One, two, three … 42 million, 42 million and one …
Helping astronomers map the stars, via Wired Science.
Secluded. Distant stars shining. Gives me reason to start smiling.
Sitting amidst a sea of cars in bumper-to-bumper traffic on an endless expressway, have you ever daydreamed about your car taking off and flying over the road? Imagine if you could just flip a switch and unshackle yourself from the asphalt!
In the last century, airplanes and mass-produced cars have changed the way we live. Cars, which became affordable for the general population, have allowed us to move farther away from cities, and planes have cut travel time to faraway destinations considerably. At the beginning of a new century, we may see the realization of a century-old dream — the merging of cars and planes into roadable aircraft, or flying cars. You’ve probably heard promises about flying cars before, and the technology to make them safe and easy to fly may finally be here.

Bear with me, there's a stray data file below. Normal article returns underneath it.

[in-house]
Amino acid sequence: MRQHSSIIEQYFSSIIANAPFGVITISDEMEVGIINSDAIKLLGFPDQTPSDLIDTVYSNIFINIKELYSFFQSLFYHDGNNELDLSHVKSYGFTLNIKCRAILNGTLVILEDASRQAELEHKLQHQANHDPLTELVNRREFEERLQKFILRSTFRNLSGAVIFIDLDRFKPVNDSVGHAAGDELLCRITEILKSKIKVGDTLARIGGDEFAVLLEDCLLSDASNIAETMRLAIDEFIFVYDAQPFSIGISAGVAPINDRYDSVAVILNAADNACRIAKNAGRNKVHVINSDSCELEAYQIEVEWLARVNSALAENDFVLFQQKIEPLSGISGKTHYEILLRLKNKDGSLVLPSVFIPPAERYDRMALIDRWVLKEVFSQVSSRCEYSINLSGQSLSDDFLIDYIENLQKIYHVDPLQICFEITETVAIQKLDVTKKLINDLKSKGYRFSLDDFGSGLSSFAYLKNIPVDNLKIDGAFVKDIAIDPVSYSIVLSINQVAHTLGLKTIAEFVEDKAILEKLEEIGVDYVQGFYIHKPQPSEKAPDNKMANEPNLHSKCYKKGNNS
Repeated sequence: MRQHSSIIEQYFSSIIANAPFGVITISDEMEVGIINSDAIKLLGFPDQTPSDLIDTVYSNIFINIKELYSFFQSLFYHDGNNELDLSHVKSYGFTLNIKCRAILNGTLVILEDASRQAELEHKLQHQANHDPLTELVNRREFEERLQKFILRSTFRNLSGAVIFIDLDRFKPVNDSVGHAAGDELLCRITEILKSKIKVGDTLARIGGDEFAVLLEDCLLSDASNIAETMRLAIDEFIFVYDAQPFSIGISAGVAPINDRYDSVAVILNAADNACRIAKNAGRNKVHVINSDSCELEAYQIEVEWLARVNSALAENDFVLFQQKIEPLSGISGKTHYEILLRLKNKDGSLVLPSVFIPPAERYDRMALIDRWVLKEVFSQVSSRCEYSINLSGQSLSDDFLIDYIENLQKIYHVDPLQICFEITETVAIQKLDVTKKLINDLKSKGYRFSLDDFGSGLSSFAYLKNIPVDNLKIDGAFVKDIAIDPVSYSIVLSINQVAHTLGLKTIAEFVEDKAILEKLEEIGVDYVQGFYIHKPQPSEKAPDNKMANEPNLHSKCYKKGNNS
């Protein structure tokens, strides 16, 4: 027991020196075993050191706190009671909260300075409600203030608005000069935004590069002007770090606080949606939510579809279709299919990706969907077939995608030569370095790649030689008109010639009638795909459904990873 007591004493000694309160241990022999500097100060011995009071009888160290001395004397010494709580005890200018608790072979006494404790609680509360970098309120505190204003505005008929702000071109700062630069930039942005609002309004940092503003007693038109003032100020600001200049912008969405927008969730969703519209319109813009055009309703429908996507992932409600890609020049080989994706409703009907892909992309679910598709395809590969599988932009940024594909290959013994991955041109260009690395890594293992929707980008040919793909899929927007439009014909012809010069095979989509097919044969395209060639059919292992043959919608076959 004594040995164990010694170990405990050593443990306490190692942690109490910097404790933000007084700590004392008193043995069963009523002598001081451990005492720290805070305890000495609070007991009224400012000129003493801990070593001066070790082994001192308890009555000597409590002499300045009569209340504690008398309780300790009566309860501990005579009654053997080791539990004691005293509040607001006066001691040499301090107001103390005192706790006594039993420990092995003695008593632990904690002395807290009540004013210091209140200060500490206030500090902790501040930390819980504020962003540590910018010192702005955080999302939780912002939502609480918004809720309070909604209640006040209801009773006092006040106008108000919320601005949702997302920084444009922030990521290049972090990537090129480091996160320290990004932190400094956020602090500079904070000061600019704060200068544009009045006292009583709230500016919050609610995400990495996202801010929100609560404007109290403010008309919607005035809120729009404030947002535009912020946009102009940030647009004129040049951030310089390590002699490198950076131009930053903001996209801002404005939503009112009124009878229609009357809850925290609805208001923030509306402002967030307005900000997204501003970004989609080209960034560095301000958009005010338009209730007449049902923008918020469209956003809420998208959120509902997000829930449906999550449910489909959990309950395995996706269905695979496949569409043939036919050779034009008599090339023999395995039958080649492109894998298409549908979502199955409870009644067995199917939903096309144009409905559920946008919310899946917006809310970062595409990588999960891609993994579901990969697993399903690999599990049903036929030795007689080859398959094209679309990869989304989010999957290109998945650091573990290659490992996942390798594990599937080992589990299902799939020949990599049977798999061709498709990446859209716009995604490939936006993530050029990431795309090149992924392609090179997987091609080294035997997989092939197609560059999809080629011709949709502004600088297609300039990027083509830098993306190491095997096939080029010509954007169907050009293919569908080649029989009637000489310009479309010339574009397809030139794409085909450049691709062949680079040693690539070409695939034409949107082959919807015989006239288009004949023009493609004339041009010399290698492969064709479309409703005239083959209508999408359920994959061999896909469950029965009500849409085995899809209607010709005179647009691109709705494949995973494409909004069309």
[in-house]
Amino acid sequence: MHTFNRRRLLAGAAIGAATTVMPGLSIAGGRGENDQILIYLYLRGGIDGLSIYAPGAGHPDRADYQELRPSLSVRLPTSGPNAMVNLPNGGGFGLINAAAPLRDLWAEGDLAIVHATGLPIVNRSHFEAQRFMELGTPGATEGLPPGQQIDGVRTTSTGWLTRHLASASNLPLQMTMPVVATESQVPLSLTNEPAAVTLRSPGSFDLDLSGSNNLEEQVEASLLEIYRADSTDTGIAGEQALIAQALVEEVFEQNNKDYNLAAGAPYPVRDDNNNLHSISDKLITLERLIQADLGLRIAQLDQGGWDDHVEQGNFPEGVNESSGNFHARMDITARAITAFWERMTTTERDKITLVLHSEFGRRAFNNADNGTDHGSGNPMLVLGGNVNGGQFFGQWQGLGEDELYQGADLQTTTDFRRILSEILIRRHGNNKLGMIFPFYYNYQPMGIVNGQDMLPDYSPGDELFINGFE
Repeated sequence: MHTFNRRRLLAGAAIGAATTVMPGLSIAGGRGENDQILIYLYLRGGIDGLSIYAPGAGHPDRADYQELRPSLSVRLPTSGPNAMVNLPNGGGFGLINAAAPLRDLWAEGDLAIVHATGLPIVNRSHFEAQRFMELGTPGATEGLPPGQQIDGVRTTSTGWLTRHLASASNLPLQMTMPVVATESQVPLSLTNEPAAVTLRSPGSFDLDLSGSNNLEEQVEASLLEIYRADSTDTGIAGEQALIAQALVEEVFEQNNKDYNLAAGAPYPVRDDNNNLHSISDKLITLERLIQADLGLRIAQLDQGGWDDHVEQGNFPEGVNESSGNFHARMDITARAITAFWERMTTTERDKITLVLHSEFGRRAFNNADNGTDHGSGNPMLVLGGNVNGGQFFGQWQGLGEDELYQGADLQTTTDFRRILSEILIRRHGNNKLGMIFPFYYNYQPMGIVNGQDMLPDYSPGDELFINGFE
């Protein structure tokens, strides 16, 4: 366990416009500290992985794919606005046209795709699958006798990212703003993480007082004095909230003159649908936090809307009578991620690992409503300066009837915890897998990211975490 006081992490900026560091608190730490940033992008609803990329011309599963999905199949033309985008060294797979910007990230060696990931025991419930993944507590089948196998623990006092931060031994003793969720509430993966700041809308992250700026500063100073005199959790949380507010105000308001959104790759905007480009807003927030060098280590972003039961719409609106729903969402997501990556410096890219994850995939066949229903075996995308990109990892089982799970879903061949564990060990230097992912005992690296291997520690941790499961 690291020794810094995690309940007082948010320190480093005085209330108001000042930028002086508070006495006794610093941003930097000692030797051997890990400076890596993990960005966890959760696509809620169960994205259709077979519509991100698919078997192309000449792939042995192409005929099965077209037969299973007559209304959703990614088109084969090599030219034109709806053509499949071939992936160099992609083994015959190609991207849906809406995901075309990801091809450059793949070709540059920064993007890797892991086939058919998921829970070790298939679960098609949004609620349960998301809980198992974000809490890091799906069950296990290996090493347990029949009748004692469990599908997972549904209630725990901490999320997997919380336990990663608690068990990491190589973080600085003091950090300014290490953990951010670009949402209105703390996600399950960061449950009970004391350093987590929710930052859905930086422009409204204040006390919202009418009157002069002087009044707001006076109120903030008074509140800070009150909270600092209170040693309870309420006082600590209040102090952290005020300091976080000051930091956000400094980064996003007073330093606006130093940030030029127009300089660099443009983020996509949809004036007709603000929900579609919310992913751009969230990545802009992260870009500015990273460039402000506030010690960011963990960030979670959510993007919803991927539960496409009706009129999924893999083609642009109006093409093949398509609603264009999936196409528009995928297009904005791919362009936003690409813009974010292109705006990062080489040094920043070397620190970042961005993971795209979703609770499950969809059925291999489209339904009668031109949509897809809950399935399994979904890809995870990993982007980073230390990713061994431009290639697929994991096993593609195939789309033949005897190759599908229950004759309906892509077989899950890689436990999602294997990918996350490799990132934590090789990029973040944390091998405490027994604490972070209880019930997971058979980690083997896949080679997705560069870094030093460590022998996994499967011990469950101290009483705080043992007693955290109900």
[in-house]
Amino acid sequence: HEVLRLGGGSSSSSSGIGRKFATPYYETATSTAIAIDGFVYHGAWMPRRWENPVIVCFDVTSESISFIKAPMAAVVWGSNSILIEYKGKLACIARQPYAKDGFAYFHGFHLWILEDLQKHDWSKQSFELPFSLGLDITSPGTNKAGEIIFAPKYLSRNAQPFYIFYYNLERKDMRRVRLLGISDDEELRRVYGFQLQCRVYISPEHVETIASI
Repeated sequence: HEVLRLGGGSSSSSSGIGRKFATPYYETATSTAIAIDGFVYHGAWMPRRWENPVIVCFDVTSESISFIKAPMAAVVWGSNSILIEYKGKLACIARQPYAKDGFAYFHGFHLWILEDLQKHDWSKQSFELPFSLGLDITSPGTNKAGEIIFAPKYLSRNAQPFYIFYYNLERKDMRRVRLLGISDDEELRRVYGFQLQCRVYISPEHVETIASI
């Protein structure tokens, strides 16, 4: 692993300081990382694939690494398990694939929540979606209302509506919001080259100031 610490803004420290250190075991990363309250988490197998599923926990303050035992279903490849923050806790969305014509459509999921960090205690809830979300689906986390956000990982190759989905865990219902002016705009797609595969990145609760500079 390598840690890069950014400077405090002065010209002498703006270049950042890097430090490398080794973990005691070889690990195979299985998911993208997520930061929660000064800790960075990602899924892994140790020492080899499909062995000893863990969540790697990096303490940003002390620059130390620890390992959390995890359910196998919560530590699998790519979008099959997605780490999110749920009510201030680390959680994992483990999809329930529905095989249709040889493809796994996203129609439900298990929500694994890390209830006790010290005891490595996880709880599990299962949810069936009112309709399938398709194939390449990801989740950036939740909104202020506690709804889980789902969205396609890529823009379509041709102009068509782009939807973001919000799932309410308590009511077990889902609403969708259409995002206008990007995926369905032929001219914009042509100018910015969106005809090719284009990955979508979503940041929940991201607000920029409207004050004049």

Read on to take a look back at some of the attempts to build a flying car, and examine some of the flying vehicles that you may be able to park in your garage in the next decade!
Photo courtesy Moller International
But will it blend? Lolll
Reminds me of a snake. :D
No road, no trail can penetrate this forest. The long and delicate branches of its trees lie everywhere, choking space with their exuberant growth. No sunbeam can fly a path tortuous enough to navigate the narrow spaces between these entangled branches. All the trees of this dark forest grew from 100 billion seeds planted together. And, all in one day, every tree is destined to die.
This forest is majestic, but also comic and even tragic. It is all of these things. Indeed, sometimes I think it is everything. Every novel and every symphony, every cruel murder and every act of mercy, every love affair and every quarrel, every joke and every sorrow — all these things come from the forest.
How mapping neurons could reveal how experiences affect mental wiring by Sebastian Seung
Some people just aren’t as bright :P
One of the biggest debuts in the science world could happen in a matter of weeks: The Higgs boson may finally, really have been discovered!
Japanese artist Yayoi Kusama - who has notably lived in a psychiatric institution for the last four decades - has been obsessed with dots and infinity for her entire career, an inspiration she attributes directly to her hallucinations. In an attempt to share her experiences, she creates installations that immerse the viewer in her obsessive vision of dots or infinitely mirrored space.
Quantum field? o.o